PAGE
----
The carbon/carbon composites of the invention may be used as electrodes in a composite bipolar device. The composite bipolar device is made by a process comprising the steps of first forming at least two of the carbon/carbon composite wafers of the invention; then applying a separating layer to at least one of the wafers; and finally, forming a stack structure by laminating the composite waters together on either side of the separating layer. Examples of suitable separating layers are conductive, non-porous rubber cement and carbon filled polyethylene saturated with electrolyte. Optionally, at least one of the wafers may be laminated to a conductive plastic substrate before forming the stack structure. It is also possible to assemble at least two stack structures to form a bipolar capacitor device. The electrical performance of different composites were evaluated by measuring them as electrodes in an electochemical double layer capacitor. The electrodes were prepared by laminating the composite wafer onto conductive plastic substrate that was connected via copper screen to an electrical circuit. A microporous polyethylene separator saturated with sulfuric acid was used to separate two carbon composite electrodes to form a 1 volt double layer capcitor. The capacitor was charged and then discharged at different current densities and the capacitance and discharge times were measured. As Table B shows, in composites using the same carbon powder, the electrical properties in a capacitor may differ depending on the type of fiber. Composites using fibers with lower density show substantially better performance at higher discharge rates due to the higher porosity of these materials.
TABLE B______________________________________Fiber Fiber den Fiber BET Comp. den. Cap Dis. t(s)TYPE (g/cm3) (m2 /g) (g/cm3) (Far/cm2) (0.14 A/cm2)______________________________________S1 0.36 890 0.73 5.3 13S2 0.32 1780 0.65 7.5 29A1 0.26 1000 0.67 6.0 18A2 0.14 2000 0.53 6.6 26______________________________________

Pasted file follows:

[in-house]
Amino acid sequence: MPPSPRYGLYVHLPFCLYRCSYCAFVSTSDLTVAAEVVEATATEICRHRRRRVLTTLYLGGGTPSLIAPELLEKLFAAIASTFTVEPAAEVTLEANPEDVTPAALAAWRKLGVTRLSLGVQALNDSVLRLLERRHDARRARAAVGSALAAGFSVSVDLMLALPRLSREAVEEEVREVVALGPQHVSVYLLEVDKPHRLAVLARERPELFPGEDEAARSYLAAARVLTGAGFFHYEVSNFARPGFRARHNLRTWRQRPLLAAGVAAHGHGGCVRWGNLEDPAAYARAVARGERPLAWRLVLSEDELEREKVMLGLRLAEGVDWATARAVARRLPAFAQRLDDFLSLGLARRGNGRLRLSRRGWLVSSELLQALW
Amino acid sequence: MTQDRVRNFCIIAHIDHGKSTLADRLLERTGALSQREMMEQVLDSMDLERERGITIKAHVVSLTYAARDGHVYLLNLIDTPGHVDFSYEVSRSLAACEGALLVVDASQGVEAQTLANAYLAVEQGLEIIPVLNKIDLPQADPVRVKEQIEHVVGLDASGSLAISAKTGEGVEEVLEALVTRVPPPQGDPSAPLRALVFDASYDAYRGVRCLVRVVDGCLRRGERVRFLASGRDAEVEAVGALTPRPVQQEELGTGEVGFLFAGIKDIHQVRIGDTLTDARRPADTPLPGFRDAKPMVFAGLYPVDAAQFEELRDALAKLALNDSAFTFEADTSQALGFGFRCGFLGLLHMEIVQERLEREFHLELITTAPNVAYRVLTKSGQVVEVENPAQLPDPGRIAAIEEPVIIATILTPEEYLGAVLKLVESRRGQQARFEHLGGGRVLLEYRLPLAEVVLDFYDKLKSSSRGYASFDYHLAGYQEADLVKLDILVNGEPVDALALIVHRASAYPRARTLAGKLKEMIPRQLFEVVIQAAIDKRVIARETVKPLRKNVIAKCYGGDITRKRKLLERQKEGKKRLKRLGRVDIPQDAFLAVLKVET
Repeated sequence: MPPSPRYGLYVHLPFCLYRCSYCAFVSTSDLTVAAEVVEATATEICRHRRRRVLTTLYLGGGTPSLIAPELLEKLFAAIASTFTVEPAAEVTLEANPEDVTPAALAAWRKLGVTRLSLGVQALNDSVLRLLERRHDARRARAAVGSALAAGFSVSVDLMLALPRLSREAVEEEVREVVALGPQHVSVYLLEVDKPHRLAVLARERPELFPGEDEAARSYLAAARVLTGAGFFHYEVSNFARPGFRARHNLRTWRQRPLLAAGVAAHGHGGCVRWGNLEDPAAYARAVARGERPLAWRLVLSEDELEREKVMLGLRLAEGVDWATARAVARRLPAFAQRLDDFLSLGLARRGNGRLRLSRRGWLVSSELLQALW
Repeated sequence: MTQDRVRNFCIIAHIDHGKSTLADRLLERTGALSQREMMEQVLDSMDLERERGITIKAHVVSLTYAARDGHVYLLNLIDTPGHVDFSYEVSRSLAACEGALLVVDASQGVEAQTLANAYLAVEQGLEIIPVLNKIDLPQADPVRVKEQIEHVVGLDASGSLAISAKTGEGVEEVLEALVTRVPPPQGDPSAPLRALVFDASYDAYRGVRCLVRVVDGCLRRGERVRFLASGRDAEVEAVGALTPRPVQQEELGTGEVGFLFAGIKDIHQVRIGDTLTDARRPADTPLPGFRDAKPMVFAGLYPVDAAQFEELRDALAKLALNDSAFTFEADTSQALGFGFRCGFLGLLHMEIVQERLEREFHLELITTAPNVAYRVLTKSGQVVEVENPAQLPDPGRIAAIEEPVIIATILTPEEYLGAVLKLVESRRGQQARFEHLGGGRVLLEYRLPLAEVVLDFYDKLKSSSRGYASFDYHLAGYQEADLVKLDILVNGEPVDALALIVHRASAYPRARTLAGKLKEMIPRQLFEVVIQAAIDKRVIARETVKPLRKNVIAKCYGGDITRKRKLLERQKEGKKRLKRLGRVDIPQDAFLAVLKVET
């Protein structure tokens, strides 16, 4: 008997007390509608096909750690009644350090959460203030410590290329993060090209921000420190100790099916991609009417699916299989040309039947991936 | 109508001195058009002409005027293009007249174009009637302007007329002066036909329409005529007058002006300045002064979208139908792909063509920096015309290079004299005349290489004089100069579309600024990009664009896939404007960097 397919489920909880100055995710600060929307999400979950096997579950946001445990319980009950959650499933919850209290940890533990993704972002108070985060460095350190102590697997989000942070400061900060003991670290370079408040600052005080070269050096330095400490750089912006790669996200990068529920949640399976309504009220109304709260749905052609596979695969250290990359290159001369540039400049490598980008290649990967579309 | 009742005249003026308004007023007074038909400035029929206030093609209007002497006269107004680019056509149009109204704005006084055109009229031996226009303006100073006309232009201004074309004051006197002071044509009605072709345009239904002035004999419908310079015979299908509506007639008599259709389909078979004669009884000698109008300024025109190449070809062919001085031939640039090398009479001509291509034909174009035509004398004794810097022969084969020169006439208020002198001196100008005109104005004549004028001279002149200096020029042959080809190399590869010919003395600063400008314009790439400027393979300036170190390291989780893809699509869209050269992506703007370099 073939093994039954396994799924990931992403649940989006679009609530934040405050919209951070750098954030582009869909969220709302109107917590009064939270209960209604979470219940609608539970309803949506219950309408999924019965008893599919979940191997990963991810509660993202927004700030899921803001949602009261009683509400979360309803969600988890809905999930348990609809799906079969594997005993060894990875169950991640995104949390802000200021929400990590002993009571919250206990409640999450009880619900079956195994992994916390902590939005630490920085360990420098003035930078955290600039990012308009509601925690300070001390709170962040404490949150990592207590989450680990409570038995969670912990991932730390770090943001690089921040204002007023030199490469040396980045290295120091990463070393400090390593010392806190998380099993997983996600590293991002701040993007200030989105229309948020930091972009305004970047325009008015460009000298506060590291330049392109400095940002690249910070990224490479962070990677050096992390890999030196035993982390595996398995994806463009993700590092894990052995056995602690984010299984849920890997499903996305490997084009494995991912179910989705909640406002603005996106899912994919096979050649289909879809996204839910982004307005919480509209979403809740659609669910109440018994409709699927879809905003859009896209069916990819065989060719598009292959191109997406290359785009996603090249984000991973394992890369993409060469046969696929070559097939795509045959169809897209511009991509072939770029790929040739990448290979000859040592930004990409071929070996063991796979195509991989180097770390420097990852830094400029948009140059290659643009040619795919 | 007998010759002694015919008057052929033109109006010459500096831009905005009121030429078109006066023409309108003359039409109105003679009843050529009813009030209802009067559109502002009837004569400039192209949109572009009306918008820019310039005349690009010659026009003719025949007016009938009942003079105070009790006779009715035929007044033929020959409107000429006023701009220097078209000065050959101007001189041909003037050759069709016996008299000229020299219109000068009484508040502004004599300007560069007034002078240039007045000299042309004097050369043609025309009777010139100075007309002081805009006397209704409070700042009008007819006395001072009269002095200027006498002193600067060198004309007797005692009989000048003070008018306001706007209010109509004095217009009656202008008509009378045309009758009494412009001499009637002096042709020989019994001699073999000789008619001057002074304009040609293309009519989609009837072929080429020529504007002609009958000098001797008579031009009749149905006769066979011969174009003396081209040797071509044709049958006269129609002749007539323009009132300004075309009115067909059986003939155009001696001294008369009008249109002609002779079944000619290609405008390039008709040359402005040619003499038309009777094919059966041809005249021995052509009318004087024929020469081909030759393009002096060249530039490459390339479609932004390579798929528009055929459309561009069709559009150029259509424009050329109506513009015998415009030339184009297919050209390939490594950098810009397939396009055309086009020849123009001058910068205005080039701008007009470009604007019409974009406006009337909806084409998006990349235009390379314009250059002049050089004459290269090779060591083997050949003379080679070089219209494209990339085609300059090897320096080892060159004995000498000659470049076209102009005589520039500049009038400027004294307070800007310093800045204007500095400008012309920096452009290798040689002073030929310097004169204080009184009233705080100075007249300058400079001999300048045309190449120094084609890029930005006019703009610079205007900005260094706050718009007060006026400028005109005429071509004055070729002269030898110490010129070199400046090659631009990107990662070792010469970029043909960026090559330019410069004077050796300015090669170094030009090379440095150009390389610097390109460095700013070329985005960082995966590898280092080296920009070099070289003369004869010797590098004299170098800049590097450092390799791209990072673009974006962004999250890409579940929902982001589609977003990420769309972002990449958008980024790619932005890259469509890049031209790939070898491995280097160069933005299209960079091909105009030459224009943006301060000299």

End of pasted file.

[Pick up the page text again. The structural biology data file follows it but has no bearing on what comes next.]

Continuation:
With regard to the second embodiment of the invention, many of the comments already made are applicable to the process using an activated carbon cloth. The cloth, preferably of the type identified in the beginning paragraphs of this detailed description, is impregnated with a phenolic resin containing activated carbon powder and cured under pressure. Final carbonization can take place within the temperature ranges set forth above. Several layers of cloth may be combined to form a composite having a final desired thickness.
Advantages of using activated carbon cloth include the low resistivity of the cloth and the ability to easily form thin composites, because of the fact that the cloth can be obtained with a thickness of 10 mils or below. The composite obtained with a cloth also has very good mechanical strength and the thickness of the composite can be changed merely by changing the number of cloth layers. In combining various layers, the carbon may be applied after the layers are laid one upon the other or, in a particularly preferred form of the invention, resin and activated carbon powder are applied between the layers for curing the resin.
While the present invention has been described in connection with certain materials and arrangements, the electrode carbon/carbon composite of the present invention may be manufactured in a variety of shapes and compositions. Accordingly, the invention is not to be limited by the foregoing examples, but only by the scope of the claims which follow.
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|U.S. Classification||429/231.8, 204/291, 264/105, 361/503, 361/504|
|International Classification||H01M4/96, H01M4/00, H01G9/155, C25B11/12, H01M4/02, H01G9/00|
|Cooperative Classification||Y02E60/13, H01G9/155, H01M4/00, H01M4/96, H01M2004/029, C25B11/12|
|European Classification||H01M4/00, H01M4/96, H01G9/155, C25B11/12|
|Apr 27, 1998||AS||Assignment|
Owner name: JOHNSON CONTROLS TECHNOLOGY COMPANY, MICHIGAN
Free format text: ASSIGNMENT OF ASSIGNORS INTEREST;ASSIGNOR:GLOBE-UNION INC.;REEL/FRAME:009170/0296
Effective date: 19980409
|Jan 4, 2002||FPAY||Fee payment|
Year of fee payment: 4
|Jan 30, 2002||REMI||Maintenance fee reminder mailed|
|Jan 25, 2006||REMI||Maintenance fee reminder mailed|
|Jul 7, 2006||LAPS||Lapse for failure to pay maintenance fees|
|Sep 5, 2006||FP||Expired due to failure to pay maintenance fee|
Effective date: 20060707